As some 3.6 million people in Africa's poverty-stricken Niger continue to face severe food shortages, mission agencies are continuing to join the international contingent of aid organizations that are implementing aggressive famine relief plans.
Already the second poorest nation in the world, Niger and its helpless population has been further crippled by drought and a locust infestation.
Back to back droughts in 2003-2004, decreased the nation's crop harvest. The population persevered and again planted, hoping for relief. But in 2005, a plague of locusts swarmed the country, eating almost all vegetation, the precious crops that were to feed a nation.
Four million people are in desperate need of food, reported Springfield, Mo-based Convoy of Hope. Without help, these people who are unable to help themselves will perish. Some families have even resorted to scavenging anthills in order to retrieve grains left over by insects.
Although a new crop has been planted and recent rains make growing conditions favorable, Convoy of Hope reports that the next three months are crucial, as most families have invested everything in order to plant and survive.
Niger-based Convoy of Hope partners have requested emergency assistance to enable them to care for those communities most affected by this disaster. In response, Convoy of Hope is rushing 80,000 pounds of rice, beans, maize, and pasta to the region. An assessment team will soon travel there in order to assist with distribution points and training.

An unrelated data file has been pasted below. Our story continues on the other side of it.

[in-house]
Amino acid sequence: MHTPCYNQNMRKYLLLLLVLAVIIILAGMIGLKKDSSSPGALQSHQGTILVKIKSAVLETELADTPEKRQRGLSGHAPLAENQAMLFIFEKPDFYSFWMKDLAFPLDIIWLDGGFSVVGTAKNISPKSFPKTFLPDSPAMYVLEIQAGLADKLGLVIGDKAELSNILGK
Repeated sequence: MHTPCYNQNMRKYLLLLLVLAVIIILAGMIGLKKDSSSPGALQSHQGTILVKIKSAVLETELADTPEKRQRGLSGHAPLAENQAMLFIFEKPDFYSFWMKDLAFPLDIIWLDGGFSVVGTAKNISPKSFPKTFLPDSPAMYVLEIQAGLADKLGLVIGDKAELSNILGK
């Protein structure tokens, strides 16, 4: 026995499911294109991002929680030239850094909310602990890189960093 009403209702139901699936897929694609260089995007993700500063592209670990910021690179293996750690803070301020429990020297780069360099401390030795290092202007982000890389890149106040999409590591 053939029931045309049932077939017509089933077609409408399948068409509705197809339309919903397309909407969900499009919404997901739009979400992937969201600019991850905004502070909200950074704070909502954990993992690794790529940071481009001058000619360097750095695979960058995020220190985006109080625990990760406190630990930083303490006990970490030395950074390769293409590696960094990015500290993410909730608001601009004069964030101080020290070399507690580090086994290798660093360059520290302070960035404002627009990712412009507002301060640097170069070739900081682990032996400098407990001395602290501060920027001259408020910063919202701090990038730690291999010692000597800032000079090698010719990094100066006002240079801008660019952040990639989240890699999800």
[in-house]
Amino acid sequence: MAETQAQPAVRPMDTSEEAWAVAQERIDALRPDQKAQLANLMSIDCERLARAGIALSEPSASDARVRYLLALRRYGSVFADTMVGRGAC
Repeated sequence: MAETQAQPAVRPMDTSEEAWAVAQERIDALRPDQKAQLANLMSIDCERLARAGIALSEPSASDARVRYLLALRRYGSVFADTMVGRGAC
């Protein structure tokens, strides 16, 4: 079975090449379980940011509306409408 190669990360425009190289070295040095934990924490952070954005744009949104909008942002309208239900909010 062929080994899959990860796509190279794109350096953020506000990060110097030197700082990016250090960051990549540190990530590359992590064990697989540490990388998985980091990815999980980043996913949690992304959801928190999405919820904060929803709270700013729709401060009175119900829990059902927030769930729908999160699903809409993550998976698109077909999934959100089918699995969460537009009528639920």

Convoy of Hope plans to donate approximately 250-300,000 pounds of grain products over the next two to three months to help alleviate the famine in the southern and eastern areas of Niger.
Also joining in the international effort is Operation Blessing, which has funded the delivery of 100 truckloads (1164 tons) of cereal, beans and oil to around 68,000 people in 64 starving villages in the remote areas.
"As always, Operation Blessing is forging relief efforts into areas unreached by larger humanitarian agencies," OBI's Bill Horan told Mission Network News (MNN).
"Operation Blessing is viewing this as a disaster relief situation. This is the same way we'd react to an earthquake or a fire or a tsunami. We're trying to save lives, and our most useful way of doing that is to provide resources to faith-based organizations who already have infrastructure."
According to Mahame Sani Abdou, Niger's deputy director for agriculture, Niger is in need of "long-term structural development programs that require huge financial investment.
"We have to be supported by donors to be able to diversify our agricultural production," Sani told the Associated Press. Niger doesn't have the financial resources to do it on its own adding that it costs $19,000 to irrigate just 2 1/2 acres of land.
International experts also believe only huge investments can make a difference. The U.S.-based International Food Policy Research Institute said in a report released Thursday that Africa needs at least $303.2 billion in new investments to reduce hunger.
The institute predicted that tens of millions of Africans will go hungry over the next 20 years unless major changes in trade and aid policies are enacted.
In addition to Niger, at least 1.6 million people in nearby Mali, Burkina Faso and Mauritania also are affected, according to the United Naitons.